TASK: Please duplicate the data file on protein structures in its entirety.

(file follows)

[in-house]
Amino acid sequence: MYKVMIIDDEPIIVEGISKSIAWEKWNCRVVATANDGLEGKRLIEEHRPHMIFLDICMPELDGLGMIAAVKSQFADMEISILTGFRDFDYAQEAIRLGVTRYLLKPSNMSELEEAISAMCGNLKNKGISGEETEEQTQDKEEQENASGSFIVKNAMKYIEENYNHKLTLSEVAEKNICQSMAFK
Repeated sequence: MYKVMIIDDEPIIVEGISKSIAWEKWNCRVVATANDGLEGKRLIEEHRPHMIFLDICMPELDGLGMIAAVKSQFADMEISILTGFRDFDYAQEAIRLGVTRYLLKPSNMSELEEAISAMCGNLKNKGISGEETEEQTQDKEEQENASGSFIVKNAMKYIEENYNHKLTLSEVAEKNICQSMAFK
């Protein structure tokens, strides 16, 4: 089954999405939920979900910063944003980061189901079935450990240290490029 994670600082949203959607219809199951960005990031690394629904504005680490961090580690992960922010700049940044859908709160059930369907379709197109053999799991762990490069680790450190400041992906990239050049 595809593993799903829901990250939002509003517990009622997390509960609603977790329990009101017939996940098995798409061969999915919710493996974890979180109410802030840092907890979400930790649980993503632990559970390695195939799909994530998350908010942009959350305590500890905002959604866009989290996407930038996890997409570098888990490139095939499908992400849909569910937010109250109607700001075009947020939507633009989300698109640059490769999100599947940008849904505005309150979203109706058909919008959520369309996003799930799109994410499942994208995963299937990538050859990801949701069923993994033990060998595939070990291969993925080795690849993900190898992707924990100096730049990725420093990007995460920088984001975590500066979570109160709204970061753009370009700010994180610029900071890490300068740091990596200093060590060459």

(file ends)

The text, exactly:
[in-house]
Amino acid sequence: MYKVMIIDDEPIIVEGISKSIAWEKWNCRVVATANDGLEGKRLIEEHRPHMIFLDICMPELDGLGMIAAVKSQFADMEISILTGFRDFDYAQEAIRLGVTRYLLKPSNMSELEEAISAMCGNLKNKGISGEETEEQTQDKEEQENASGSFIVKNAMKYIEENYNHKLTLSEVAEKNICQSMAFK
Repeated sequence: MYKVMIIDDEPIIVEGISKSIAWEKWNCRVVATANDGLEGKRLIEEHRPHMIFLDICMPELDGLGMIAAVKSQFADMEISILTGFRDFDYAQEAIRLGVTRYLLKPSNMSELEEAISAMCGNLKNKGISGEETEEQTQDKEEQENASGSFIVKNAMKYIEENYNHKLTLSEVAEKNICQSMAFK
């Protein structure tokens, strides 16, 4: 089954999405939920979900910063944003980061189901079935450990240290490029 994670600082949203959607219809199951960005990031690394629904504005680490961090580690992960922010700049940044859908709160059930369907379709197109053999799991762990490069680790450190400041992906990239050049 595809593993799903829901990250939002509003517990009622997390509960609603977790329990009101017939996940098995798409061969999915919710493996974890979180109410802030840092907890979400930790649980993503632990559970390695195939799909994530998350908010942009959350305590500890905002959604866009989290996407930038996890997409570098888990490139095939499908992400849909569910937010109250109607700001075009947020939507633009989300698109640059490769999100599947940008849904505005309150979203109706058909919008959520369309996003799930799109994410499942994208995963299937990538050859990801949701069923993994033990060998595939070990291969993925080795690849993900190898992707924990100096730049990725420093990007995460920088984001975590500066979570109160709204970061753009370009700010994180610029900071890490300068740091990596200093060590060459």